Practice makes perfect at Ericsson

Quite a number of my analyst colleagues were in sunny Cape Town for the AfricaCom conference this week. I on the other hand have just returned from more northerly climes, from an Ericsson industry analyst forum held in a decidedly chillier Stockholm.

I was struck by a number of things at this event, the first and foremost being how thoroughly Ericsson is seeking to reposition itself. The first morning in Ericsson’s Kista HQ focused on consumer research, OSS/BSS, Services and opportunities in new industry verticals – in other words everything except for its historical network infrastructure business. This oversight was addressed later on but I think there’s a lot to be deduced from the pecking order at such events.

Ericsson is certainly placing a great deal of emphasis on its reinvention as an ICT solution provider. One of the topics that generated most heat at the event – both from Ericsson executives and analysts – was a presentation on Ericsson’s ‘go to market’ strategy and how the company is proposing to make the transition from product supplier to ICT solution provider.

One executive went so far as to say that Ericsson was looking to make a similar transformation to the one Amdocs has made over the past decade. That struck me as a dramatic statement of intent, although presumably it won’t also involve relocating to Chesterfield, Missouri.

Ericsson says this strategic change of emphasis is being backed up by investment in new capabilities, including new categories of staff, although no doubt the changing mix of skill sets will also be helped along by the latest round of redundancies.

Ericsson is expecting support solutions to grow at compound annual growth rate of 9-11 per cent between 2012 and 2015 and for telecoms services to grow by 5-7 per cent over the same period compared to a mere 3-5 per cent for the network equipment market, so some restructuring is inevitable. However, the changes Ericsson is implementing go beyond what you would expect just because one business line is set to grow faster than another.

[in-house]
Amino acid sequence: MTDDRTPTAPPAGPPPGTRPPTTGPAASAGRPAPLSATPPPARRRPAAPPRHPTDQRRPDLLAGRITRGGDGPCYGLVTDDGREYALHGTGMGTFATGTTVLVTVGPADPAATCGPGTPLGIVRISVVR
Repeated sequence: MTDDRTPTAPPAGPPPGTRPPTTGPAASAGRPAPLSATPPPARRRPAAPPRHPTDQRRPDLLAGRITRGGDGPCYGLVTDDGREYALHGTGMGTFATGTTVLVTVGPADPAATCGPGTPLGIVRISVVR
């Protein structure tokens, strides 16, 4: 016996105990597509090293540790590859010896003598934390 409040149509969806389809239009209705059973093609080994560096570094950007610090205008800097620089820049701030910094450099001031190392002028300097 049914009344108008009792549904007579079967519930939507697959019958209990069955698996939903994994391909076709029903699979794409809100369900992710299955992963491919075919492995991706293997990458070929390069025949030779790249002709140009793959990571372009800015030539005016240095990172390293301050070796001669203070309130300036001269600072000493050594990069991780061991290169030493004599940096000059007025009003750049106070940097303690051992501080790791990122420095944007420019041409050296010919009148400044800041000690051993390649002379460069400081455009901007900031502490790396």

Over the past years as Ericsson has grown its services business it has brought in people with services skills from telecom operators but it is now also increasingly recruiting people with strong consulting and SI competencies from companies such as Amdocs and Accenture. Practice leaders appear to have been high up on the recruitment wish list in order to reinforce a ‘go to market’ strategy that combines Ericsson’s traditional technology capabilities with customer-facing practices.

Ericsson has created seven formal customer-facing engagement practices: Communications services, Mobile broadband, Broadband and convergence, Managed services, Operation and business support systems, Television and media management, and Consumer and business applications. These in turn are bolstered by competence centres – such as BSS, OSS or RAN – that leverage their skills across the seven practices. All of which makes for a remarkably similar structure to consulting and technology services companies such as Accenture.

Presumably there is also an expectation that much of the value of future engagements will come from the increasing focus on knowledge-based customer relationships rather than just the technology itself. Ericsson aims to create more centralized delivery models in order to make complex projects more manageable and I noticed that ‘automation’ and ‘industrialization’ were key words that kept cropping up during the course of the event. With 12,000+ ICT consulting and Systems Integration staff Ericsson is convinced that it will have the E2E capability to handle everything from signalling to CRM not just from a technology but also a business transformation perspective.

Ericsson’s repositioning is a logical shift in emphasis for a vendor seeking to differentiate itself from the Chinese competition but at the same time it puts it in conflict with a whole set of new competitors such as Amdocs, Accenture, HP and IBM or for that matter Tech Mahindra or Infosys. Ericsson counters this criticism by saying that in order to remain market leader and to flourish in a rapidly-changing environment it needs to reposition itself as an ICT solution provider.

A logical shift it may be, but it’s a crowded market and Ericsson will need to make good use of its strong network and telecoms heritage to differentiate itself against other solution providers and global technology services companies.